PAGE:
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Meet Liza Simbirskaya from Russia

How to normalize being gay in Russia?
Liza Simbirskaya

“I am trying to live by the samurai wisdom, or maybe it's just a proverb, “do what you must and come what may,” says Russian screenwriter Liza Simbirskaya about her attitude towards life. In the past few years, the up-and-coming screenwriter has made her name in the non-mainstream art and cinema circles of Moscow with her ambitious, socially oriented takes on issues often ignored by the predominantly conservative society of Russia. Life with HIV, being homosexual, and what it’s like to be an adolescent in today’s Russia have all been explored in her short miniseries streamed online.

Liza Simbirskaya quote

She is the author of two popular, low-budget web-series "This is me", released in 2017, about young people in contemporary Russia and the social issues they face and the ongoing web-series "I am starting to search", about young LGBTQ people living in Moscow. Recently, she published a 9-episode miniseries about the coming-of-age story of a young gay man in Moscow and his HIV-positive friend titled “Here I come.”

Her genuine screenwriting style gives potential answers to the troubling questions of how someone can talk about what it’s like to be gay in an intolerant society where traditional values reign supreme in mass media. And more importantly – how they can do it in a way that does not employ the “flamboyant gay life” stereotypes or fall into the trap of typical Eastern European cinema that focus mostly on life’s miseries.

Liza Simbirskaya quote

Her genuine screenwriting style gives potential answers to the troubling questions of how someone can talk about what it’s like to be gay in an intolerant society where traditional values reign supreme in mass media. And more importantly – how they can do it in a way that does not employ the “flamboyant gay life” stereotypes or fall into the trap of typical Eastern European cinema that focus mostly on life’s miseries.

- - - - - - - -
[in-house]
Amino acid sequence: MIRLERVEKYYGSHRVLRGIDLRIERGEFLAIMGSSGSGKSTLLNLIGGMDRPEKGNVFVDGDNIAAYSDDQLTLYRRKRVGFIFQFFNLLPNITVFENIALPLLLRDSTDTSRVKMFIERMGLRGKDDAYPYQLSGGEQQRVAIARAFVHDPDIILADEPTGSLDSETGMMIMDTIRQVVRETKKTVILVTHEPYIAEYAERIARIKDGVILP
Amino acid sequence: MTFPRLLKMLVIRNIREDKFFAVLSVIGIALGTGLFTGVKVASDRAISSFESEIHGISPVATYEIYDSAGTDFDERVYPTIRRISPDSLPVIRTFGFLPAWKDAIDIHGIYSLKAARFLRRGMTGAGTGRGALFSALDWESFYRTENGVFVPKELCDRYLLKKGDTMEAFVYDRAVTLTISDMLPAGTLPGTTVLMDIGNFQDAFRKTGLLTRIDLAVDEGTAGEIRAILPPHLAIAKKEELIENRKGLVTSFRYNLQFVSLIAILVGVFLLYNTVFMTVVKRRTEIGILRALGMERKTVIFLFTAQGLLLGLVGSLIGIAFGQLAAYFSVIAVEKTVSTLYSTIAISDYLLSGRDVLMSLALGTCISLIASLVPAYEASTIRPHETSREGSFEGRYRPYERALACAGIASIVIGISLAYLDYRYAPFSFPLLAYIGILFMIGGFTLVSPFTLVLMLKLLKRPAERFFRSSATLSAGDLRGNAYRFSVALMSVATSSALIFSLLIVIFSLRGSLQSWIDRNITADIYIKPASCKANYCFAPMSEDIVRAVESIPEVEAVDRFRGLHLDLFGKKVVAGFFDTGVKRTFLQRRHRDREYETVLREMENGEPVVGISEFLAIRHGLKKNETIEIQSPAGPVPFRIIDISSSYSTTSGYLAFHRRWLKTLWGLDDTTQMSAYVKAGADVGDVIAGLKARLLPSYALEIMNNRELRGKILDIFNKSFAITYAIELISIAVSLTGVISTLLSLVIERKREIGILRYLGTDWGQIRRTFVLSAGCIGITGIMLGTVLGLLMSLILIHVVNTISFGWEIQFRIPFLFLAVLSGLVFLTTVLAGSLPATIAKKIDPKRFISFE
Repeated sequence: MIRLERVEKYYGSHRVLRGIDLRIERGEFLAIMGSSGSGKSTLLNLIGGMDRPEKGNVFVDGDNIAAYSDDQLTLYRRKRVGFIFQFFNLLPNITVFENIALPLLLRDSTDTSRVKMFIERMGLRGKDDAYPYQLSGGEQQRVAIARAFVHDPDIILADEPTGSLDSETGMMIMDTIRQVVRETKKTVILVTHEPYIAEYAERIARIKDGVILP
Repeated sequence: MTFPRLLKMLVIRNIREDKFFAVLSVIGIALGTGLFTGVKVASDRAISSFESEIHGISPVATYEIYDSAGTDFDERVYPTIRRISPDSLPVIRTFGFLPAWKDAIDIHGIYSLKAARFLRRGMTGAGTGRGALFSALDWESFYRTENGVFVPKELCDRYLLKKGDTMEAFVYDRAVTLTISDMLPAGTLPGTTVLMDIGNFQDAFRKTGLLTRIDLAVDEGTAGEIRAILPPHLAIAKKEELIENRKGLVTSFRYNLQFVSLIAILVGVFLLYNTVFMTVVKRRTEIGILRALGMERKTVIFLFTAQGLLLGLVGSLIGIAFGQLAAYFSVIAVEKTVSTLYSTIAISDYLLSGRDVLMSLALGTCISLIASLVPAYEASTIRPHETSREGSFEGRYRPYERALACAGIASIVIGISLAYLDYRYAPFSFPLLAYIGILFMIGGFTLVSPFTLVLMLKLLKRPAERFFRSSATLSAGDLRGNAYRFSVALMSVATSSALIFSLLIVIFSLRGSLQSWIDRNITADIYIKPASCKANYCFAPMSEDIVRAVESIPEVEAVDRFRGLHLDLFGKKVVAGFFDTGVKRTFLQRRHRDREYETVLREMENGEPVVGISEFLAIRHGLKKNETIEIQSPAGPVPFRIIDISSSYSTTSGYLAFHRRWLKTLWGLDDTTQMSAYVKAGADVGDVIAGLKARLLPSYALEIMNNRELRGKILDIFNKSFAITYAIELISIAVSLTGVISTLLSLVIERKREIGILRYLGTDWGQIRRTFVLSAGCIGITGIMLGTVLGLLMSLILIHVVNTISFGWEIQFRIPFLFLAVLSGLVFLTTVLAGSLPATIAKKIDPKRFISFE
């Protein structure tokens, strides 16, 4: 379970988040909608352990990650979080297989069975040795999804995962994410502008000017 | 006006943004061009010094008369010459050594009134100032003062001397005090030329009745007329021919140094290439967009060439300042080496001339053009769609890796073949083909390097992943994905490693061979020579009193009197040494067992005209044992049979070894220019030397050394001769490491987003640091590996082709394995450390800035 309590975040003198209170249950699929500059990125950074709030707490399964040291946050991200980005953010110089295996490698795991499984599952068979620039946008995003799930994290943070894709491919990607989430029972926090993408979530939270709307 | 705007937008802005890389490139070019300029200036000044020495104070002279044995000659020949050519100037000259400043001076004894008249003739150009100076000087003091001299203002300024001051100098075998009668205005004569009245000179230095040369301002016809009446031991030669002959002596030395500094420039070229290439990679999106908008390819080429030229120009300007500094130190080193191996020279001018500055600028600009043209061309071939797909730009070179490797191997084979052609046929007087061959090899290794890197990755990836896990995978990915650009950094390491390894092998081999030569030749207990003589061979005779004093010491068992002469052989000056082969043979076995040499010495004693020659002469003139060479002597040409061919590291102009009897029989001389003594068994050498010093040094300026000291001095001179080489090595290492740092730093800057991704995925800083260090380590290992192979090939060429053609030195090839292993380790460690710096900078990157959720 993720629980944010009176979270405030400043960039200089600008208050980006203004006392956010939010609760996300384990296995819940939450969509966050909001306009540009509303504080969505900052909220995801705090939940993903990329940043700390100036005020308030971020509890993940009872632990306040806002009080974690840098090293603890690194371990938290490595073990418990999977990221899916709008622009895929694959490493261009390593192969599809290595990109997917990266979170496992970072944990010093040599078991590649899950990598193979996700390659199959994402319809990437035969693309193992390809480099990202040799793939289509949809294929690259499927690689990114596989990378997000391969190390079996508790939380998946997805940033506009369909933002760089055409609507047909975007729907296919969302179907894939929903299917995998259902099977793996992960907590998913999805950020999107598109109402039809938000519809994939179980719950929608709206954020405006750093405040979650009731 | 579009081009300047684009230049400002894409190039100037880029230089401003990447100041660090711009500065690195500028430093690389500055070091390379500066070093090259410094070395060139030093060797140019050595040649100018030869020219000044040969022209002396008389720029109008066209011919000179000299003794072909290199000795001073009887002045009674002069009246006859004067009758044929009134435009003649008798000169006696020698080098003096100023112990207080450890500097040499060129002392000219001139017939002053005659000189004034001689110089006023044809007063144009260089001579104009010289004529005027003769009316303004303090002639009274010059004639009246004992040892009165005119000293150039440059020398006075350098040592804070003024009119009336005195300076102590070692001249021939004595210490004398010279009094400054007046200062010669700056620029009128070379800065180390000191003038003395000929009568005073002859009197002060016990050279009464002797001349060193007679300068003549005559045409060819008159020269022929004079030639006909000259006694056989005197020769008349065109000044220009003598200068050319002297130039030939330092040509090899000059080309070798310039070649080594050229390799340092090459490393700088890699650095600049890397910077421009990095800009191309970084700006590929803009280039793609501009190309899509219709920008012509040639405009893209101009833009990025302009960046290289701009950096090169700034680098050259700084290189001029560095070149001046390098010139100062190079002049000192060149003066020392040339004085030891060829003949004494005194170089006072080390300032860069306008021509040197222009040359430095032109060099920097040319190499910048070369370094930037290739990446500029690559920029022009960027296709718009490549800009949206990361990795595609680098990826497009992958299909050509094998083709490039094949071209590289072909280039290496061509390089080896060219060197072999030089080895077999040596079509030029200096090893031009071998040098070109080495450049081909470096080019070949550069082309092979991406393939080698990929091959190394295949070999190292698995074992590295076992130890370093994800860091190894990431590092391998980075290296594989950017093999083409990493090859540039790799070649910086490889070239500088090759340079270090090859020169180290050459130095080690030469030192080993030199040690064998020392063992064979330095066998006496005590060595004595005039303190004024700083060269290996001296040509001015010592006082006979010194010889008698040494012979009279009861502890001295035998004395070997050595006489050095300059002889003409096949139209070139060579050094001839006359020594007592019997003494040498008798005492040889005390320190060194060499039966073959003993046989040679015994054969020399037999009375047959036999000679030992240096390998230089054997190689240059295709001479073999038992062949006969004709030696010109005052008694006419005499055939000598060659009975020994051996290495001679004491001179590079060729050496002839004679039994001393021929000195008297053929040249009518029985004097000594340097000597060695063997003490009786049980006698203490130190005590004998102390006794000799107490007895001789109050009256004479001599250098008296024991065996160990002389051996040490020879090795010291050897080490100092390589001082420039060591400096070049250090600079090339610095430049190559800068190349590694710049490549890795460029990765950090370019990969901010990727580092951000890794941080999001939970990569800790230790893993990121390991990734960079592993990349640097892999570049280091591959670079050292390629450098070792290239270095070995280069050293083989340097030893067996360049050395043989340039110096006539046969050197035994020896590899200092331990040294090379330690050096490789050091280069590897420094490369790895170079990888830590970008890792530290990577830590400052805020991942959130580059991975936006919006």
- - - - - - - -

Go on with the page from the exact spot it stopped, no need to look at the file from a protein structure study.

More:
“Breaking the stereotypes was one of the main purposes of this project. First of all, because I have a lot of queer friends who are all very different from each another, but all of them would like to watch something about themselves. I also think it's my professional method: show people in their everyday life and find interest in their very simple dialogs and situations. I think it helps viewers and myself accept life like it is,” says Simbirskaya.

Liza Simbirskaya quote

Changing attitudes and opening a window for conversation to other socially engaged artists is one of the missions of Liza Simbirskaya and an engine behind “Here I come.” “I did it to show young directors, producers, and screenwriters that they don’t have to be afraid to talk about queer people, people of different nations, and young people; to show them a viewer's reaction,” she shares.

As to the question why she is fighting such an uphill battle, Simbirskaya says that she just can’t imagine not doing it. “I grew up in a family where it was important to have your own opinion, your voice, to take responsibility, and to be aware… Freedom and liberty are something I was born with. I would like to be a conformist and less of a fighter for justice, because it's safer and easier, but I can't,” she says. 

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